Ten years ago, Daniel Negreanu found a role model in Greg Pappas. Today, they are peers, with even Greg admitting that Negreanu has become a much better player over the years.
"Luckier for sure," Daniel said last night.
Now a seasoned pro, Negreanu has become a role model to many and a mentor to some others. Today, Daniel's protege sits on the rail watching him. Amazing, I think, what can change in ten years.
Twelve years ago, Daniel was a nobody and was amazed at how old-timers didn't give a damn what he thought. Now, there's a line of people out the door who would give up just about anything to spend a year under Negreanu's tutelage.
Greg Raymer appears over my shoulder. He's on break from the $1,500 no-limit event and asks about Daniel. As I'm answering, Greg looks up to the rail.
"Hey, there's my mom."
I've been around Greg at many tournaments and he frequently has family on the rail. This is the first time I've seen his mom.
"Everybody give a big round of applause for 2004 World Series champion!"
The tournament director has noticed Greg and re-introduced him to the crowd. A round of applause rises above the table chatter and Greg gives a polite wave.
After stepping up onto the stage, he walks first to Greg Pappas and takes his hand. "I'm supposed to support all the PokerStars players here," Raymer says, "but you're my oldest buddy here."
There are three kinds of poker players here. There are the Greg Pappas types who have been playing for years but have never been on TV. There are the big-name TV players like Daniel Negreanu who have celebrity as big as their bankroll. And then there is everybody else--up-and-comers, internet ballas, hopeless hopefuls. In this case Raymer has chosen to single out Pappas for a handshake. It's a gesture that says something about the nice guys in the game. Both Gregs are.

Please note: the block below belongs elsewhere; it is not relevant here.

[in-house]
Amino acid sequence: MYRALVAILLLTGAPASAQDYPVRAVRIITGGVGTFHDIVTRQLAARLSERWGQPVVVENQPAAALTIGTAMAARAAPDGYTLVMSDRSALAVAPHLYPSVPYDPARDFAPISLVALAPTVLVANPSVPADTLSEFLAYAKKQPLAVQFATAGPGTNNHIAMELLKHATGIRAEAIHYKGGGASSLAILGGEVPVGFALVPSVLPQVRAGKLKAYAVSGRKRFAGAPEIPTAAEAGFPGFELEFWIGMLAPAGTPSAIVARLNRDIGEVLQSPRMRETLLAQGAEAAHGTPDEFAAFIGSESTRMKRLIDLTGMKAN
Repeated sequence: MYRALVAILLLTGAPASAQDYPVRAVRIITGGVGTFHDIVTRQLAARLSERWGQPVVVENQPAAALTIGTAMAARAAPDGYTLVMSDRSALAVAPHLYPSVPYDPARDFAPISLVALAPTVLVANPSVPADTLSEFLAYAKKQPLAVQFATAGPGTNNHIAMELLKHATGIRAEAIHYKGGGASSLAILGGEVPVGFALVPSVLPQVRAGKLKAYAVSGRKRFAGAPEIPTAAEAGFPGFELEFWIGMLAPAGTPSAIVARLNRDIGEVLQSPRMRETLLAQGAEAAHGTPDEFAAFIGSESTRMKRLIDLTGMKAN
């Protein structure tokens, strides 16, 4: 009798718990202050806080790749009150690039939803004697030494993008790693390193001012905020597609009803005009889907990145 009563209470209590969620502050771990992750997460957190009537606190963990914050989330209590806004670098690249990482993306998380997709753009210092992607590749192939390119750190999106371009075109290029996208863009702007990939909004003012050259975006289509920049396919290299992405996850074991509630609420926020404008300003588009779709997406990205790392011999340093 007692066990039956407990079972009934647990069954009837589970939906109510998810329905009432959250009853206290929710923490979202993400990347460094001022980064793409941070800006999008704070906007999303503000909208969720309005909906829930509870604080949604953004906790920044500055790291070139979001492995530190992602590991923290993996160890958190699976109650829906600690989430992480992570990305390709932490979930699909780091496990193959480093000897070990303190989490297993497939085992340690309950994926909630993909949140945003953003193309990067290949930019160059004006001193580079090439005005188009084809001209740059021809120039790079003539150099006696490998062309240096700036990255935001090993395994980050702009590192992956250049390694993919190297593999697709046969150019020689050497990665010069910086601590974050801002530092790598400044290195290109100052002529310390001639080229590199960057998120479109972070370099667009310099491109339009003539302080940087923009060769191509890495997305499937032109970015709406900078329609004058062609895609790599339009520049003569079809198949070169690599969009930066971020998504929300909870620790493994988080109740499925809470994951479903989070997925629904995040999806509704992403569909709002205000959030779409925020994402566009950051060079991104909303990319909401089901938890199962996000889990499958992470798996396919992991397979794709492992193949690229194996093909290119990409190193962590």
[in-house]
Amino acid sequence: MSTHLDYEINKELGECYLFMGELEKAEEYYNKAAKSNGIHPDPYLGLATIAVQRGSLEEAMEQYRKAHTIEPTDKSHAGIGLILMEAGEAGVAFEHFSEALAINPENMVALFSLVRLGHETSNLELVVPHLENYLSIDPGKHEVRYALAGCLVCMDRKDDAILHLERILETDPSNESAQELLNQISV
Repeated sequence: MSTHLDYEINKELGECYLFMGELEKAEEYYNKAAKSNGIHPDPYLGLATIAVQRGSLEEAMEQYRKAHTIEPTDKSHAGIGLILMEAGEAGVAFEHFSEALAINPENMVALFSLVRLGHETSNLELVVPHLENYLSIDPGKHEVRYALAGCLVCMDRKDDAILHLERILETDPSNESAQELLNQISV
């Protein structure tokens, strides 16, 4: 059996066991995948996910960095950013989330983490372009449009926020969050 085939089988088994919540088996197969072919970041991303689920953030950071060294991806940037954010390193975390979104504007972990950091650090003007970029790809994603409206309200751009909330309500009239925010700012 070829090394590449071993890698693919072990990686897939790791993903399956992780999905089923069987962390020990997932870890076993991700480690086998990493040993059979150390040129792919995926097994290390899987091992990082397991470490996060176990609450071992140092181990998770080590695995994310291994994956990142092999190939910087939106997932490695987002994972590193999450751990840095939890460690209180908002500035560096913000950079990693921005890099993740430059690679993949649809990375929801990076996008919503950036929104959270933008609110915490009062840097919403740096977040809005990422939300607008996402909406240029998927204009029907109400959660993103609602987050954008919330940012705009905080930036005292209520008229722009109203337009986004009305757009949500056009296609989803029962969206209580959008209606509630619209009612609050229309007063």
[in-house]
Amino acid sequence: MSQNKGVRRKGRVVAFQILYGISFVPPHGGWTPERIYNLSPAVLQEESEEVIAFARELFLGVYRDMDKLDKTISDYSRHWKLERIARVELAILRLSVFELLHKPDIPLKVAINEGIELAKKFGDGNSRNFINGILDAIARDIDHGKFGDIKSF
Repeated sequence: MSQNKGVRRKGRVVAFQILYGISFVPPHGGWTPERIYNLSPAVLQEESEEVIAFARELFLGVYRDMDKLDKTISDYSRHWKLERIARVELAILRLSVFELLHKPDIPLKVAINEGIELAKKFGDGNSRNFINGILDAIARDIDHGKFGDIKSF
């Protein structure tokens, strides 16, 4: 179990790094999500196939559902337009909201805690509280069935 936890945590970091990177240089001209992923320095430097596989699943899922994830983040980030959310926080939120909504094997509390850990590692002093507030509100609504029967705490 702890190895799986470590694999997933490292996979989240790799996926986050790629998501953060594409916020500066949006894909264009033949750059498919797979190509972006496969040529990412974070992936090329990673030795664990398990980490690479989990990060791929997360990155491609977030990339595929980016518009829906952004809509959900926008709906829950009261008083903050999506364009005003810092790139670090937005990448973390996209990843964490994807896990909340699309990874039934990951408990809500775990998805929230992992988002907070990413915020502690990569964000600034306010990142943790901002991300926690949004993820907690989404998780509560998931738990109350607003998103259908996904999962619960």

As the applause dies down, Jeffrey Lisandro wins a hand and is greeted with complete silence.
The TD asks the crowd, "Jeffrey wants to know what he did that you're not cheering for him?"
Maybe it's fear, but the crowd explodes in cheers, maybe not even sure what just happened. A smile--rare at the table--spreads across Lisandro's face.
It's not too much later that Daniel gets rolled up jacks and gets two callers to fifth street. He has a look on his face that says, "This is the way the day is supposed to go."
Out of the next hand, he makes his way back to the media table and digs into a bag from Bellagio. My stomach still grumbling for something--anything!--Daniel pulls a sandwich and chips out of the beige plastic.
"Portobello! That's good stuff right there," he says.
Just then, I get a sensation like Sigourney Weaver must have felt in Alien when the creature suddenly appears over her shoulder. In my peripheral vision, I see the boom cam descend from above and settle on my left shoulder. It's aimed right at Daniel's munching face.
He says exactly what I'm thinking. "This is really strange. I feel like I'm talking to an alien."
Still munching, he's back to the stage, explaining to the TD why he doesn't like to shake hands, and winning another hand. He's still the chip leader and doesn't look like he wants to give up the spot.
Nor, I think, does it appear he wants to give up his sandwich.
2007 World Series: Part 2 - $2,000 Stud Final Table With Daniel Negreanu
- Daniel Negreanu wins 6th bracelet, WSOP Player of the Year
- Thoughts becoming reality
- The Off Season
- A look back at Kid Poker's career
- Showdown vs Gus Hansen and Co.
- Team Pro vs. The Professionals: Head-to-head
- Team PokerStars vs The Professionals headed for London
- Sometimes you need a break
- Preparing for a road trip
- PCA 2013: How to fight jet lag, courtesy Kid Poker